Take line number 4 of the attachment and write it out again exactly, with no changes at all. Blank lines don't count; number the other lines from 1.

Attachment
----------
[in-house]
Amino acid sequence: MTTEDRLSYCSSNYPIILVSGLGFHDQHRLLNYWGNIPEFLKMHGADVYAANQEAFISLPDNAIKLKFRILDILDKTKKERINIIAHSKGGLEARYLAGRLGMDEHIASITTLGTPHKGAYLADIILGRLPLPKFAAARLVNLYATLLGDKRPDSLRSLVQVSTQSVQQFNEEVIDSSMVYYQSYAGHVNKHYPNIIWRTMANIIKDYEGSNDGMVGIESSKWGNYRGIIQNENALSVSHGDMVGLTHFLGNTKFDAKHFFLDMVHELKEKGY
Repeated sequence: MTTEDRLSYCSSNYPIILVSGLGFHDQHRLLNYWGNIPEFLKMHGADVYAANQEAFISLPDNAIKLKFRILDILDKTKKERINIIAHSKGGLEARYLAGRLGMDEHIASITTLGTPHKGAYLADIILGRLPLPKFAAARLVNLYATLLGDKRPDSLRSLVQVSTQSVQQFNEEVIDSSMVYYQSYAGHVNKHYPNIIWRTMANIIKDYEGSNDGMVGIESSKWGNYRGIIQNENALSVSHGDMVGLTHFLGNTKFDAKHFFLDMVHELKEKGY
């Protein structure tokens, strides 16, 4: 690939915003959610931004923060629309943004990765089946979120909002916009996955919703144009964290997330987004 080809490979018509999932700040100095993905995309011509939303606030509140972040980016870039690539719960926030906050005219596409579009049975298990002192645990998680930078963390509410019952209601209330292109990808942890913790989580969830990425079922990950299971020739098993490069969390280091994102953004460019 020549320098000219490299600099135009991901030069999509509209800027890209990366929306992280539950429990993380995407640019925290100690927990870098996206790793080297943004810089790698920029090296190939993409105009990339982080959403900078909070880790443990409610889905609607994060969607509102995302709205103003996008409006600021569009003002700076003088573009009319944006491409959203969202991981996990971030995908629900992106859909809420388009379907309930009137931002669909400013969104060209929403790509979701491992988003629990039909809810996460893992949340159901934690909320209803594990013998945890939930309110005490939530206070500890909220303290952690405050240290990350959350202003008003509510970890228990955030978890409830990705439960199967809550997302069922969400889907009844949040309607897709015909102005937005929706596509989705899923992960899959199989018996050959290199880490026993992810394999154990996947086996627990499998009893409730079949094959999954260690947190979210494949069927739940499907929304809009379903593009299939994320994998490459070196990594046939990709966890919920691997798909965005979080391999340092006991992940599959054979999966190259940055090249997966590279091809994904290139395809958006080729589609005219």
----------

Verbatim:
């Protein structure tokens, strides 16, 4: 690939915003959610931004923060629309943004990765089946979120909002916009996955919703144009964290997330987004 080809490979018509999932700040100095993905995309011509939303606030509140972040980016870039690539719960926030906050005219596409579009049975298990002192645990998680930078963390509410019952209601209330292109990808942890913790989580969830990425079922990950299971020739098993490069969390280091994102953004460019 020549320098000219490299600099135009991901030069999509509209800027890209990366929306992280539950429990993380995407640019925290100690927990870098996206790793080297943004810089790698920029090296190939993409105009990339982080959403900078909070880790443990409610889905609607994060969607509102995302709205103003996008409006600021569009003002700076003088573009009319944006491409959203969202991981996990971030995908629900992106859909809420388009379907309930009137931002669909400013969104060209929403790509979701491992988003629990039909809810996460893992949340159901934690909320209803594990013998945890939930309110005490939530206070500890909220303290952690405050240290990350959350202003008003509510970890228990955030978890409830990705439960199967809550997302069922969400889907009844949040309607897709015909102005937005929706596509989705899923992960899959199989018996050959290199880490026993992810394999154990996947086996627990499998009893409730079949094959999954260690947190979210494949069927739940499907929304809009379903593009299939994320994998490459070196990594046939990709966890919920691997798909965005979080391999340092006991992940599959054979999966190259940055090249997966590279091809994904290139395809958006080729589609005219």